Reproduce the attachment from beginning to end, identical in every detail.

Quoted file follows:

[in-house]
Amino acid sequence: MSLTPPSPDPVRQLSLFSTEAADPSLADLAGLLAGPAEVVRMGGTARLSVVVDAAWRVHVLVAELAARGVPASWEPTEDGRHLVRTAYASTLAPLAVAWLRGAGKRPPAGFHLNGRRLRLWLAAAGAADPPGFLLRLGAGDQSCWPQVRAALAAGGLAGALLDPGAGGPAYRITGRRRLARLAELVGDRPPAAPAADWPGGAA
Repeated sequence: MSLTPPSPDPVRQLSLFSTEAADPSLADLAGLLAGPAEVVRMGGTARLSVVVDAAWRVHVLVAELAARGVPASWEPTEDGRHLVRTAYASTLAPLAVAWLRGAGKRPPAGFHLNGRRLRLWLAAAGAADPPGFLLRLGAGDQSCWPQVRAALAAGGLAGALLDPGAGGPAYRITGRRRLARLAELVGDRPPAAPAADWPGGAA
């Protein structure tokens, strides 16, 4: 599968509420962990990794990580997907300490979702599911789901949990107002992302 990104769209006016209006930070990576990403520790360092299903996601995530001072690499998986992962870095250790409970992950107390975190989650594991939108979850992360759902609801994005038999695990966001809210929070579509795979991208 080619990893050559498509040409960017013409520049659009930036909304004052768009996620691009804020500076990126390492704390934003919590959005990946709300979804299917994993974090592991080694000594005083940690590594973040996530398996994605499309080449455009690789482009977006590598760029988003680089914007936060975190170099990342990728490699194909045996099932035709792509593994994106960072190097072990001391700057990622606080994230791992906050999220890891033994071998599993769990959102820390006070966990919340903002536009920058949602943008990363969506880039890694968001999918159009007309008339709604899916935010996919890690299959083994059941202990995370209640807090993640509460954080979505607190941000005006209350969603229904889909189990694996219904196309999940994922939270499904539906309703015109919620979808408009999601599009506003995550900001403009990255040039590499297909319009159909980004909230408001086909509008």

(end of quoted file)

[in-house]
Amino acid sequence: MSLTPPSPDPVRQLSLFSTEAADPSLADLAGLLAGPAEVVRMGGTARLSVVVDAAWRVHVLVAELAARGVPASWEPTEDGRHLVRTAYASTLAPLAVAWLRGAGKRPPAGFHLNGRRLRLWLAAAGAADPPGFLLRLGAGDQSCWPQVRAALAAGGLAGALLDPGAGGPAYRITGRRRLARLAELVGDRPPAAPAADWPGGAA
Repeated sequence: MSLTPPSPDPVRQLSLFSTEAADPSLADLAGLLAGPAEVVRMGGTARLSVVVDAAWRVHVLVAELAARGVPASWEPTEDGRHLVRTAYASTLAPLAVAWLRGAGKRPPAGFHLNGRRLRLWLAAAGAADPPGFLLRLGAGDQSCWPQVRAALAAGGLAGALLDPGAGGPAYRITGRRRLARLAELVGDRPPAAPAADWPGGAA
């Protein structure tokens, strides 16, 4: 599968509420962990990794990580997907300490979702599911789901949990107002992302 990104769209006016209006930070990576990403520790360092299903996601995530001072690499998986992962870095250790409970992950107390975190989650594991939108979850992360759902609801994005038999695990966001809210929070579509795979991208 080619990893050559498509040409960017013409520049659009930036909304004052768009996620691009804020500076990126390492704390934003919590959005990946709300979804299917994993974090592991080694000594005083940690590594973040996530398996994605499309080449455009690789482009977006590598760029988003680089914007936060975190170099990342990728490699194909045996099932035709792509593994994106960072190097072990001391700057990622606080994230791992906050999220890891033994071998599993769990959102820390006070966990919340903002536009920058949602943008990363969506880039890694968001999918159009007309008339709604899916935010996919890690299959083994059941202990995370209640807090993640509460954080979505607190941000005006209350969603229904889909189990694996219904196309999940994922939270499904539906309703015109919620979808408009999601599009506003995550900001403009990255040039590499297909319009159909980004909230408001086909509008």